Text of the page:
Local High Streets Bringing Customers Back


In the last few years, the face of the British High Street has been changing.  Many of our large chains have disappeared from major cities and smaller towns are also beginning to feel the pinch.

In 1776 when Adam Smith first coined the phrase, “Nation of Shopkeepers”, the world was a very different place.  In the majority of families, the man worked, and the woman stayed at home to look after the house and family.  If the woman worked then very often the eldest daughter stayed at home to look after household affairs.

This meant that shops could have regular opening hours throughout the day, as is still happening today, as there was someone available to do the shopping.  The majority of smaller stores and offices opening from 9 in the morning until 5 in the evening.  Unfortunately, today those hours are little more than useless for many of the population.

At first this discrepancy between store opening hours and population working hours showed itself in the growth of large supermarkets.  Many of them open until late in the evening and in more recent years moving to 24 hour opening.  Now with the advent of internet shopping and home delivery, these stores are becoming more akin to distribution centres in many cases.

For smaller towns where the High Street was the focus of the town the problems are similar but slightly different.  Many local residents will work in major employment centres in nearby larger towns or cities.  They will leave home before the local shops open and they will return home after the local stores close.  At the weekend they will want to do something with their family which will also mean travelling to a larger town or city.  The majority of shopping is done online which can mean that some residents of a town very rarely walk their local High Street.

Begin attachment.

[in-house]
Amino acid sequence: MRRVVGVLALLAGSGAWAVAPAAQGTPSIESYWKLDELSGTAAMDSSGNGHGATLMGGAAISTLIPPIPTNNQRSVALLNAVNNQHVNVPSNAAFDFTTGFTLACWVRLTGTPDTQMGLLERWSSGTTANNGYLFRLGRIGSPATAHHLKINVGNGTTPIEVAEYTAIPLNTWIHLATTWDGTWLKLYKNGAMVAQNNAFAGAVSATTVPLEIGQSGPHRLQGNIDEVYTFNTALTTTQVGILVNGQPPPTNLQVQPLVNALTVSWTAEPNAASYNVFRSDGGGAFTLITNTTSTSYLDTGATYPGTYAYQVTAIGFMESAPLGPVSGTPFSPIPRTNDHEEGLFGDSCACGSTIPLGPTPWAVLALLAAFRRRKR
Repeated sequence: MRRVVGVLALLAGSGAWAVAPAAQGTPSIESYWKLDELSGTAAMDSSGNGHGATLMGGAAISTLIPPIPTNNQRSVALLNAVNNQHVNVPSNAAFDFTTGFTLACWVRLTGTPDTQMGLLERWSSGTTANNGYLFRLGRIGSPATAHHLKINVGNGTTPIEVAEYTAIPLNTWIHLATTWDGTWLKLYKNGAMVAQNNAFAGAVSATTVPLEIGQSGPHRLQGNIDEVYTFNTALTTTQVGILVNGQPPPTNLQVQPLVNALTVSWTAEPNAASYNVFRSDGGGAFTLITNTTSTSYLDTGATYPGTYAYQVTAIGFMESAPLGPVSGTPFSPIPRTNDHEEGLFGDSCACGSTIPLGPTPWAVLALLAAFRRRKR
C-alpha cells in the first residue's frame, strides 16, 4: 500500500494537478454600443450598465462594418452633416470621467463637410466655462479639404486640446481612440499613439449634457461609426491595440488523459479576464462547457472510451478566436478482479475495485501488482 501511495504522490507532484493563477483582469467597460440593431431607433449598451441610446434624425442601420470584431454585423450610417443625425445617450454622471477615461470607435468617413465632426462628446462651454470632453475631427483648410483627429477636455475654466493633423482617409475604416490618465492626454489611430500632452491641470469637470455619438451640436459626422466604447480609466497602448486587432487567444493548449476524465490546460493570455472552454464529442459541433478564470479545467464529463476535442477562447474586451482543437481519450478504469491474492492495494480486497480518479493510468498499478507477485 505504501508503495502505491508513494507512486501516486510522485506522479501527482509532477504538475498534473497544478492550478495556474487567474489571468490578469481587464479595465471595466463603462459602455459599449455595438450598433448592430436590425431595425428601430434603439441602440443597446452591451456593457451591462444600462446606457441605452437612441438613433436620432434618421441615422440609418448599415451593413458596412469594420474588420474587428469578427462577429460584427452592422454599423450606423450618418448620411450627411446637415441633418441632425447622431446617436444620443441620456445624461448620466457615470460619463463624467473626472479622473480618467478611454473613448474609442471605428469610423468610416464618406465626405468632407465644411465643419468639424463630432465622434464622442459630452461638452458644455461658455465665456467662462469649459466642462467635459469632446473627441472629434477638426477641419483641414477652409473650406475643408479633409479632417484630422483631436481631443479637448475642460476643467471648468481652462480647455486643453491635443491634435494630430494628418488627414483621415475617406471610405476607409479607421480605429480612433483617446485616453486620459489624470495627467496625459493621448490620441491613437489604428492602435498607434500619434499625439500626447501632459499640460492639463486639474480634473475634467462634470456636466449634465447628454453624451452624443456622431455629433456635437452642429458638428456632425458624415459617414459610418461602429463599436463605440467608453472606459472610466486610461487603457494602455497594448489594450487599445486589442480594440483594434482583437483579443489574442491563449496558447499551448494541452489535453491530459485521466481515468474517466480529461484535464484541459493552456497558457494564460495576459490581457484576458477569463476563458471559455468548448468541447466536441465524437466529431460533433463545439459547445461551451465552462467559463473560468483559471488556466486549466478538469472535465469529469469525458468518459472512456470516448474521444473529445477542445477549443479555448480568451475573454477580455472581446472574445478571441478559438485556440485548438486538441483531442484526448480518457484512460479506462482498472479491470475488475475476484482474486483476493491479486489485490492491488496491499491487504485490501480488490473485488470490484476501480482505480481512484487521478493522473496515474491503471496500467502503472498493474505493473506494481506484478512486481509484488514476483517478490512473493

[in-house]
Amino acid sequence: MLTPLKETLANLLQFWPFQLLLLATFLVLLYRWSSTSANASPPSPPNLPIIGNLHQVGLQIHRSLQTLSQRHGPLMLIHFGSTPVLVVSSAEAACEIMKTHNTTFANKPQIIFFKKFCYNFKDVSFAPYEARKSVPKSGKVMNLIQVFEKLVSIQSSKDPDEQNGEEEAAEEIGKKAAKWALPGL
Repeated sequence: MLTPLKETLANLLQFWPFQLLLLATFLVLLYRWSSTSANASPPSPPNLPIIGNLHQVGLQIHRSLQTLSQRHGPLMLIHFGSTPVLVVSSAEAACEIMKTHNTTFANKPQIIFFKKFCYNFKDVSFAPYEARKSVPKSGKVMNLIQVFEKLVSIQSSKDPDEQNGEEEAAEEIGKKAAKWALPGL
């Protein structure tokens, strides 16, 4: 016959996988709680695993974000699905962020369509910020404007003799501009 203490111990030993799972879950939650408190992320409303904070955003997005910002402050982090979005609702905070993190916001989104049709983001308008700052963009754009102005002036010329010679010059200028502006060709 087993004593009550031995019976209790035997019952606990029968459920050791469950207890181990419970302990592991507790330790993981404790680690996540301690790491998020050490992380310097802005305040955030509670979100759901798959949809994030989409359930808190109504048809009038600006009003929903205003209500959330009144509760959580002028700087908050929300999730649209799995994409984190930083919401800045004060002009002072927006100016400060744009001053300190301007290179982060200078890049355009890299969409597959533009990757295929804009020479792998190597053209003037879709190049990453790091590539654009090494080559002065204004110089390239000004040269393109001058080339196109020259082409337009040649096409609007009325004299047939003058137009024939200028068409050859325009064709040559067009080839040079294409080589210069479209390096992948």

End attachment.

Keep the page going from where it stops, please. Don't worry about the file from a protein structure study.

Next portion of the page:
What can be done to bring local residents back to their local High Street?  There are a number of options being tried out around the country as local businesses try to encourage local spend.

Brekland Council in Norfolk is funding a Digital High Street project to give independent shops in 5 local towns a 24hr web presence. Shoppers can click and collect their purchases from in-store or at out-of-hours collection points.

Bishopthorpe Road in York has done something similar, bringing all the shops together under one banner and launching a website with the tagline “More than shops, it’s the heart of the community”. With a community garden, cinema and nightclub, it is not just a place to shop, it is a place for the community to get together for entertainment and socialising.

Ely has also grown with an increase in independent shops.  Local businesses putting their success down to the strength of what they offer customers.  From a great programme of events and variety of traders to complimentary coffee and excellent customer service.

In this technological age, shoppers don’t need to go to their local High Street, it is up to local businesses to make them want to go there.  Many people want to support local businesses, now is the time for local businesses to give them that opportunity.


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